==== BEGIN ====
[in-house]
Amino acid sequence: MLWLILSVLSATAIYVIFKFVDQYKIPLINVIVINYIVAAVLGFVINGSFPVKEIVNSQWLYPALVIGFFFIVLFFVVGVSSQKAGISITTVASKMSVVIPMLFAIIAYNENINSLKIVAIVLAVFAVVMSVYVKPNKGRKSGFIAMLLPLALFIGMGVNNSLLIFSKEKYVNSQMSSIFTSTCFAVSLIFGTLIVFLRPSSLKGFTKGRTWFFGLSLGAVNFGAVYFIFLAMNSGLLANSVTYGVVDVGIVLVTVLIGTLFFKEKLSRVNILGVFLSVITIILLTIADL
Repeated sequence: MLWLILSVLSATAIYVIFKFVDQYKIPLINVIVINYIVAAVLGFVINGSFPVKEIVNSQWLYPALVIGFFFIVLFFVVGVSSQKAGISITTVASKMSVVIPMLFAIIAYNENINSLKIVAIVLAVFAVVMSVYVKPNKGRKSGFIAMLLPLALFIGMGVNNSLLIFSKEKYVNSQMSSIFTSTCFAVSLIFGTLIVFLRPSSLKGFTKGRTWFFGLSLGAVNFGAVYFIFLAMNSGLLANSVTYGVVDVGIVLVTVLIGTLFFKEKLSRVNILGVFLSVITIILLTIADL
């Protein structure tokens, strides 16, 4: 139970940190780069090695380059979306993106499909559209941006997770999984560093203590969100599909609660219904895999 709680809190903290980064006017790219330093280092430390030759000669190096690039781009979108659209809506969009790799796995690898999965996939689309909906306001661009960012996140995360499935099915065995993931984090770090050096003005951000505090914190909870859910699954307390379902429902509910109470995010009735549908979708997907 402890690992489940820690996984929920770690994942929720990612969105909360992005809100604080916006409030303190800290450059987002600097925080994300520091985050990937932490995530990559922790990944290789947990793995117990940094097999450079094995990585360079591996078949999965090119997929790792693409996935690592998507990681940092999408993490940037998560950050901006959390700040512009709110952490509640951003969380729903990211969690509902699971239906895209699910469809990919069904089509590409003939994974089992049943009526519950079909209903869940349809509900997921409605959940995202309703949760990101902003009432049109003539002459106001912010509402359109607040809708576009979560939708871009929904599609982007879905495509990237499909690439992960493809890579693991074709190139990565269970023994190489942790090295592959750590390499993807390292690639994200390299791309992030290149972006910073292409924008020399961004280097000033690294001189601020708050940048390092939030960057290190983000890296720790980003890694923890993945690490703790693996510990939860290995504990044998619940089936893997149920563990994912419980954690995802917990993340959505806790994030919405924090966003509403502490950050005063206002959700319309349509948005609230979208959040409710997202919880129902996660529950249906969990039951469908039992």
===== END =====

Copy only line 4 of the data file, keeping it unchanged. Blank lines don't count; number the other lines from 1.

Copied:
């Protein structure tokens, strides 16, 4: 139970940190780069090695380059979306993106499909559209941006997770999984560093203590969100599909609660219904895999 709680809190903290980064006017790219330093280092430390030759000669190096690039781009979108659209809506969009790799796995690898999965996939689309909906306001661009960012996140995360499935099915065995993931984090770090050096003005951000505090914190909870859910699954307390379902429902509910109470995010009735549908979708997907 402890690992489940820690996984929920770690994942929720990612969105909360992005809100604080916006409030303190800290450059987002600097925080994300520091985050990937932490995530990559922790990944290789947990793995117990940094097999450079094995990585360079591996078949999965090119997929790792693409996935690592998507990681940092999408993490940037998560950050901006959390700040512009709110952490509640951003969380729903990211969690509902699971239906895209699910469809990919069904089509590409003939994974089992049943009526519950079909209903869940349809509900997921409605959940995202309703949760990101902003009432049109003539002459106001912010509402359109607040809708576009979560939708871009929904599609982007879905495509990237499909690439992960493809890579693991074709190139990565269970023994190489942790090295592959750590390499993807390292690639994200390299791309992030290149972006910073292409924008020399961004280097000033690294001189601020708050940048390092939030960057290190983000890296720790980003890694923890993945690490703790693996510990939860290995504990044998619940089936893997149920563990994912419980954690995802917990993340959505806790994030919405924090966003509403502490950050005063206002959700319309349509948005609230979208959040409710997202919880129902996660529950249906969990039951469908039992």